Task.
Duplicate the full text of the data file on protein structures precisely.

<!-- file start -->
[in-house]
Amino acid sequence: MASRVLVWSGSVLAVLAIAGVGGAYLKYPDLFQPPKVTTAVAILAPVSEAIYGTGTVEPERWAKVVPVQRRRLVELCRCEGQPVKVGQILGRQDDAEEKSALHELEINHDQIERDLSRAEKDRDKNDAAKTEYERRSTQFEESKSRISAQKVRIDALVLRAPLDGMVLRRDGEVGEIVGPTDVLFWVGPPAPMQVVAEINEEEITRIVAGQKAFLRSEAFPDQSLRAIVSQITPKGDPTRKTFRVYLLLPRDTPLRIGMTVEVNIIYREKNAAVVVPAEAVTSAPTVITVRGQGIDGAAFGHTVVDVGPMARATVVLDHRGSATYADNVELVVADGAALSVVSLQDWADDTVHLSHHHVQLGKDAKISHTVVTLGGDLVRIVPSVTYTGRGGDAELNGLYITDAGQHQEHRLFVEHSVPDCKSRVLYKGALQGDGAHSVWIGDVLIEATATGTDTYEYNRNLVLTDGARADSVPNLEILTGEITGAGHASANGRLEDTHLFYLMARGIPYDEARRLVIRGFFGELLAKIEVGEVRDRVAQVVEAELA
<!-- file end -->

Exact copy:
[in-house]
Amino acid sequence: MASRVLVWSGSVLAVLAIAGVGGAYLKYPDLFQPPKVTTAVAILAPVSEAIYGTGTVEPERWAKVVPVQRRRLVELCRCEGQPVKVGQILGRQDDAEEKSALHELEINHDQIERDLSRAEKDRDKNDAAKTEYERRSTQFEESKSRISAQKVRIDALVLRAPLDGMVLRRDGEVGEIVGPTDVLFWVGPPAPMQVVAEINEEEITRIVAGQKAFLRSEAFPDQSLRAIVSQITPKGDPTRKTFRVYLLLPRDTPLRIGMTVEVNIIYREKNAAVVVPAEAVTSAPTVITVRGQGIDGAAFGHTVVDVGPMARATVVLDHRGSATYADNVELVVADGAALSVVSLQDWADDTVHLSHHHVQLGKDAKISHTVVTLGGDLVRIVPSVTYTGRGGDAELNGLYITDAGQHQEHRLFVEHSVPDCKSRVLYKGALQGDGAHSVWIGDVLIEATATGTDTYEYNRNLVLTDGARADSVPNLEILTGEITGAGHASANGRLEDTHLFYLMARGIPYDEARRLVIRGFFGELLAKIEVGEVRDRVAQVVEAELA